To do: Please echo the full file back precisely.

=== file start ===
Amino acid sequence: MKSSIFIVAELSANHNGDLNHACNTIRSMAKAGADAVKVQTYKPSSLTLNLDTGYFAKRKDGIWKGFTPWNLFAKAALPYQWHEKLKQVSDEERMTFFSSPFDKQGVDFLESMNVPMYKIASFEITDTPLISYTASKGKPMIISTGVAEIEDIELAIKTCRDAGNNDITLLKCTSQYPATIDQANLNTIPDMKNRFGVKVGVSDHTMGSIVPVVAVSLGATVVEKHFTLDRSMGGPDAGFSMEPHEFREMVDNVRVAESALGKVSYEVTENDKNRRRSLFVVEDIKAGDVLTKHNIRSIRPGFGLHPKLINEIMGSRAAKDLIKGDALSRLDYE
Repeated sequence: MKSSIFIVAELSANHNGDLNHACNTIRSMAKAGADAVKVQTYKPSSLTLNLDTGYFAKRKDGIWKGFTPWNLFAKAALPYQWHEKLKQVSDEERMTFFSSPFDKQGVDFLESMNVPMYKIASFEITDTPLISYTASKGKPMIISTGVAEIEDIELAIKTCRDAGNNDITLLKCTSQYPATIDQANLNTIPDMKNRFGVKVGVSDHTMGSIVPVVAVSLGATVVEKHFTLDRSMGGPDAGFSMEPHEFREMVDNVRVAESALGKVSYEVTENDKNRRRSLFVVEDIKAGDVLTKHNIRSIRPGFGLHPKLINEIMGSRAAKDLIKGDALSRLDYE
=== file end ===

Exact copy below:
Amino acid sequence: MKSSIFIVAELSANHNGDLNHACNTIRSMAKAGADAVKVQTYKPSSLTLNLDTGYFAKRKDGIWKGFTPWNLFAKAALPYQWHEKLKQVSDEERMTFFSSPFDKQGVDFLESMNVPMYKIASFEITDTPLISYTASKGKPMIISTGVAEIEDIELAIKTCRDAGNNDITLLKCTSQYPATIDQANLNTIPDMKNRFGVKVGVSDHTMGSIVPVVAVSLGATVVEKHFTLDRSMGGPDAGFSMEPHEFREMVDNVRVAESALGKVSYEVTENDKNRRRSLFVVEDIKAGDVLTKHNIRSIRPGFGLHPKLINEIMGSRAAKDLIKGDALSRLDYE
Repeated sequence: MKSSIFIVAELSANHNGDLNHACNTIRSMAKAGADAVKVQTYKPSSLTLNLDTGYFAKRKDGIWKGFTPWNLFAKAALPYQWHEKLKQVSDEERMTFFSSPFDKQGVDFLESMNVPMYKIASFEITDTPLISYTASKGKPMIISTGVAEIEDIELAIKTCRDAGNNDITLLKCTSQYPATIDQANLNTIPDMKNRFGVKVGVSDHTMGSIVPVVAVSLGATVVEKHFTLDRSMGGPDAGFSMEPHEFREMVDNVRVAESALGKVSYEVTENDKNRRRSLFVVEDIKAGDVLTKHNIRSIRPGFGLHPKLINEIMGSRAAKDLIKGDALSRLDYE